Neuromuscular effects of dorsiflexor training with and without blood flow restriction

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Blood flow restriction training (BFRT) has been proposed for elderly and clinical populations with weakness. Before being used in these populations it is important to understand the neurological effects of, and subject perceptions to, BFRT. Seventeen healthy subjects were recruited and performed 2 experimental sessions, BFRT and training without blood flow restriction (TR-only), on separate days. Four sets of concentric/eccentric dor- siflexion contractions against theraband resistance were performed. Surface electromyography of the tibialis anterior was recorded during exercise and for the electrophysiological measures. At baseline, immediately-post, 10-min-post and 20-min-post exercise, motor evoked potentials (MEPs) from single pulse transcranial magnetic stimulation (TMS), paired-pulse TMS with interstimulus intervals of 2-ms (SICI) and 15-ms (ICF), and the M-max amplitude were recorded in the resting TA. Following training, subjects provided a numerical rating of the levels of pain, discomfort, fatigue, focus and difficulty during training. Muscle activation was higher in the last 20 contractions during BFRT compared to TR. There was no difference (time ? condition interaction) between BFRT and TR for single-pulse MEP, SICI, ICF or M-max amplitude. There was a significant main effect of timepoint for single-pulse MEP and M-max amplitudes with both significantly reduced for 20-min-post exercise. No reductions were observed for SICI and ICF amplitudes. Taken together, BFRT and TR-only were only different during exercise and both regimes induced similar significant reductions in M-Max and MEP-amplitude post-training. Due to the lack of changes in SICI and ICF, it is unlikely that changes occurred in cortical sites related to these pathways. The increased surface electromyography activity in the last 20 contractions, indicate that the training regimes are different and that BFRT possibly induces more fatigue than TR. As such, BFRT could be used as an adjunct to conventional training. However, as subjects perceived BFRT as more painful, difficult and uncomfortable than TR- only, people should be selected carefully to undertake BFRT.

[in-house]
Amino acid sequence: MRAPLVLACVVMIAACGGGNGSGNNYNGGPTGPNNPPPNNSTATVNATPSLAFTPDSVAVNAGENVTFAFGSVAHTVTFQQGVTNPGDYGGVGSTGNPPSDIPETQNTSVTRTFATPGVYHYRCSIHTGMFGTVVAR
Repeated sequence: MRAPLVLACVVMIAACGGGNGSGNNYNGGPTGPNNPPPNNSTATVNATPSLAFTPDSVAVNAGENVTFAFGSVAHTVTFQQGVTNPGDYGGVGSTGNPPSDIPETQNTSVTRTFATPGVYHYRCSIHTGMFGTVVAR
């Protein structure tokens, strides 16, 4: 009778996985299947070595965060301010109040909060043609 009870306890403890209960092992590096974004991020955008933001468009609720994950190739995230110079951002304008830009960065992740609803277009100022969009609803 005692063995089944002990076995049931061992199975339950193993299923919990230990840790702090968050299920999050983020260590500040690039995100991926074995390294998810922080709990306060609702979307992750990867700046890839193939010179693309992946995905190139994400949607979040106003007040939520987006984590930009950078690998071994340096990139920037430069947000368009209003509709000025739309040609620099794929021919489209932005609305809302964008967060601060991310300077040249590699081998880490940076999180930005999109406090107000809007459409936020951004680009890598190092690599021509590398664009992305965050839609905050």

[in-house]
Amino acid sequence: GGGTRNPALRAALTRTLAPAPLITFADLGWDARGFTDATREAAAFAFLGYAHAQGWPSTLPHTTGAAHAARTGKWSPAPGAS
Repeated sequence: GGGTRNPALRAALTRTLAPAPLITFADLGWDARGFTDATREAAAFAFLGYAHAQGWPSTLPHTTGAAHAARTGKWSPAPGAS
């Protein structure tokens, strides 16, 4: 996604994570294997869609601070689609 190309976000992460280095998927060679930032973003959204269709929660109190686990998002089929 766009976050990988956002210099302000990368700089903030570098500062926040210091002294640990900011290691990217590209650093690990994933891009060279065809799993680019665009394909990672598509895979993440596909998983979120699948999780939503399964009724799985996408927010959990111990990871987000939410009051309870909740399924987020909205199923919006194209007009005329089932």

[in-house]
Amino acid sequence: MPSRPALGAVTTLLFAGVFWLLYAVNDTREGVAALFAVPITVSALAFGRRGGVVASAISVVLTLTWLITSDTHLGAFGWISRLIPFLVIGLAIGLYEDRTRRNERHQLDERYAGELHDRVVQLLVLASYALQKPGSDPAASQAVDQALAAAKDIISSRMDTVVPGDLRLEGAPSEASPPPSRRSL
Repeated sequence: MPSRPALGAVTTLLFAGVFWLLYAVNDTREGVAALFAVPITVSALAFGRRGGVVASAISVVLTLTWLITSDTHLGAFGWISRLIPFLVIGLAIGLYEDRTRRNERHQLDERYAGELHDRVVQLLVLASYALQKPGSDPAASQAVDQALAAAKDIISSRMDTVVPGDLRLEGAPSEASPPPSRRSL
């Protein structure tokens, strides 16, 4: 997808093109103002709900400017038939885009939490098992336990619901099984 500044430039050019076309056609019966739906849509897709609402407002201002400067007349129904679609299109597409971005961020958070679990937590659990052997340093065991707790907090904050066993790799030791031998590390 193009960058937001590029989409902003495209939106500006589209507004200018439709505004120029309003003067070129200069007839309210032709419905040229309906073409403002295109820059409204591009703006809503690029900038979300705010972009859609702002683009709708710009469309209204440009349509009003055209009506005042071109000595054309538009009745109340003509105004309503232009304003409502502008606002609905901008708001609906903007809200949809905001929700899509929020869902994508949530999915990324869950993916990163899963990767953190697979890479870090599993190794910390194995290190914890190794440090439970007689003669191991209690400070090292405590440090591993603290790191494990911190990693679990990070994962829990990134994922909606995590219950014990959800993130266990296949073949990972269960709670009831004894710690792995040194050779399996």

StatusUdgivet - aug. 2019

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